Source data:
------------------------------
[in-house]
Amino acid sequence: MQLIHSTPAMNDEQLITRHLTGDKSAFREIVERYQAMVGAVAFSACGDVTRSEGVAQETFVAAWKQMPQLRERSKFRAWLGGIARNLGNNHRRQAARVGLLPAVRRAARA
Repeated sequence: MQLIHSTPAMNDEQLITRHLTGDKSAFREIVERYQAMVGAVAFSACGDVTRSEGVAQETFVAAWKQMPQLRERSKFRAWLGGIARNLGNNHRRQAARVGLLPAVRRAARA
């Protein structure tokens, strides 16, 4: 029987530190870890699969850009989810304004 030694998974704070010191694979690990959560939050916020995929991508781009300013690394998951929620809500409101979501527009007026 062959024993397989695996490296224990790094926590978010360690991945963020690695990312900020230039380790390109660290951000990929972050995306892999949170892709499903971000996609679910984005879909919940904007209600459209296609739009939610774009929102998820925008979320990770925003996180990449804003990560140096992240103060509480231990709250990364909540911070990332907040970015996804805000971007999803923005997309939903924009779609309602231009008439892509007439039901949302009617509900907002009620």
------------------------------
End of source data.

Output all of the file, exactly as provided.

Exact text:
[in-house]
Amino acid sequence: MQLIHSTPAMNDEQLITRHLTGDKSAFREIVERYQAMVGAVAFSACGDVTRSEGVAQETFVAAWKQMPQLRERSKFRAWLGGIARNLGNNHRRQAARVGLLPAVRRAARA
Repeated sequence: MQLIHSTPAMNDEQLITRHLTGDKSAFREIVERYQAMVGAVAFSACGDVTRSEGVAQETFVAAWKQMPQLRERSKFRAWLGGIARNLGNNHRRQAARVGLLPAVRRAARA
């Protein structure tokens, strides 16, 4: 029987530190870890699969850009989810304004 030694998974704070010191694979690990959560939050916020995929991508781009300013690394998951929620809500409101979501527009007026 062959024993397989695996490296224990790094926590978010360690991945963020690695990312900020230039380790390109660290951000990929972050995306892999949170892709499903971000996609679910984005879909919940904007209600459209296609739009939610774009929102998820925008979320990770925003996180990449804003990560140096992240103060509480231990709250990364909540911070990332907040970015996804805000971007999803923005997309939903924009779609309602231009008439892509007439039901949302009617509900907002009620």